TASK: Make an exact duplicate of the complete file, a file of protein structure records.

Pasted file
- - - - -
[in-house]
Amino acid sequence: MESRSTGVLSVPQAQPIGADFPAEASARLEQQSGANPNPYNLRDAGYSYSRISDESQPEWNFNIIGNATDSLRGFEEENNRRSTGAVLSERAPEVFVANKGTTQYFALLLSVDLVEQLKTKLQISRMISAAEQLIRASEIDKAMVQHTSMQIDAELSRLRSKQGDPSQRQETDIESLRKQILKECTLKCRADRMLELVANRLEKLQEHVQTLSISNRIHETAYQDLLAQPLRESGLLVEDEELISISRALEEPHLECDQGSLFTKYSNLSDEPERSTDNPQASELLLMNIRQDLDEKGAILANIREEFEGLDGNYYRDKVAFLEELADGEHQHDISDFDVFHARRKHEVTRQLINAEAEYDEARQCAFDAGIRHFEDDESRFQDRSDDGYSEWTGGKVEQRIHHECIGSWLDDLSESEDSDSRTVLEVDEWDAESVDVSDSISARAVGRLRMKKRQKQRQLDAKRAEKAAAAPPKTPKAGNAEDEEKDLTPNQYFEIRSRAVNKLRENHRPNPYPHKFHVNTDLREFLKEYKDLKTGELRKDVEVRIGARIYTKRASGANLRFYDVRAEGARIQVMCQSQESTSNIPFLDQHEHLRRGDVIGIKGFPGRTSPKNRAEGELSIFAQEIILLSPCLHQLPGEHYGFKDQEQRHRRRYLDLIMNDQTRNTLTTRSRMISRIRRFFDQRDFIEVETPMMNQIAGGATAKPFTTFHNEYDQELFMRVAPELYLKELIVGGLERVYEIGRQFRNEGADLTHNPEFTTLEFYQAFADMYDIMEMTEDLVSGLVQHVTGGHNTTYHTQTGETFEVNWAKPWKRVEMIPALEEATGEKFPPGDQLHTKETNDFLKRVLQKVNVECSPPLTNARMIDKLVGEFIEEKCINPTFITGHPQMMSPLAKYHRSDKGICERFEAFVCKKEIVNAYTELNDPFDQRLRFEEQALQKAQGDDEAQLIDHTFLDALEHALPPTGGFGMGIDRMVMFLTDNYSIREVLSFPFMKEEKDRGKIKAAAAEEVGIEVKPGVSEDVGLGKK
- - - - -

[in-house]
Amino acid sequence: MESRSTGVLSVPQAQPIGADFPAEASARLEQQSGANPNPYNLRDAGYSYSRISDESQPEWNFNIIGNATDSLRGFEEENNRRSTGAVLSERAPEVFVANKGTTQYFALLLSVDLVEQLKTKLQISRMISAAEQLIRASEIDKAMVQHTSMQIDAELSRLRSKQGDPSQRQETDIESLRKQILKECTLKCRADRMLELVANRLEKLQEHVQTLSISNRIHETAYQDLLAQPLRESGLLVEDEELISISRALEEPHLECDQGSLFTKYSNLSDEPERSTDNPQASELLLMNIRQDLDEKGAILANIREEFEGLDGNYYRDKVAFLEELADGEHQHDISDFDVFHARRKHEVTRQLINAEAEYDEARQCAFDAGIRHFEDDESRFQDRSDDGYSEWTGGKVEQRIHHECIGSWLDDLSESEDSDSRTVLEVDEWDAESVDVSDSISARAVGRLRMKKRQKQRQLDAKRAEKAAAAPPKTPKAGNAEDEEKDLTPNQYFEIRSRAVNKLRENHRPNPYPHKFHVNTDLREFLKEYKDLKTGELRKDVEVRIGARIYTKRASGANLRFYDVRAEGARIQVMCQSQESTSNIPFLDQHEHLRRGDVIGIKGFPGRTSPKNRAEGELSIFAQEIILLSPCLHQLPGEHYGFKDQEQRHRRRYLDLIMNDQTRNTLTTRSRMISRIRRFFDQRDFIEVETPMMNQIAGGATAKPFTTFHNEYDQELFMRVAPELYLKELIVGGLERVYEIGRQFRNEGADLTHNPEFTTLEFYQAFADMYDIMEMTEDLVSGLVQHVTGGHNTTYHTQTGETFEVNWAKPWKRVEMIPALEEATGEKFPPGDQLHTKETNDFLKRVLQKVNVECSPPLTNARMIDKLVGEFIEEKCINPTFITGHPQMMSPLAKYHRSDKGICERFEAFVCKKEIVNAYTELNDPFDQRLRFEEQALQKAQGDDEAQLIDHTFLDALEHALPPTGGFGMGIDRMVMFLTDNYSIREVLSFPFMKEEKDRGKIKAAAAEEVGIEVKPGVSEDVGLGKK